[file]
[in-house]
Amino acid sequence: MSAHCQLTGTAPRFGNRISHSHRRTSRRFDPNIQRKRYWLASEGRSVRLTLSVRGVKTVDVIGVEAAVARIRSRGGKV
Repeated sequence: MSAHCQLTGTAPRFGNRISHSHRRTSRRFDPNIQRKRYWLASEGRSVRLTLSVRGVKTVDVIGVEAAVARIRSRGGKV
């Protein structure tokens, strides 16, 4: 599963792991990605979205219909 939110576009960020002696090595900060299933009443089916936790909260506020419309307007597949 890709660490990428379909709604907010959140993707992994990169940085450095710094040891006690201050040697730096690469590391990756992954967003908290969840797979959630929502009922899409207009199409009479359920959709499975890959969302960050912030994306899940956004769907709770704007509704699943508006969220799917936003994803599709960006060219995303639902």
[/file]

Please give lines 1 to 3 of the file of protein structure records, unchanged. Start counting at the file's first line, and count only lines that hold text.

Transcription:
[in-house]
Amino acid sequence: MSAHCQLTGTAPRFGNRISHSHRRTSRRFDPNIQRKRYWLASEGRSVRLTLSVRGVKTVDVIGVEAAVARIRSRGGKV
Repeated sequence: MSAHCQLTGTAPRFGNRISHSHRRTSRRFDPNIQRKRYWLASEGRSVRLTLSVRGVKTVDVIGVEAAVARIRSRGGKV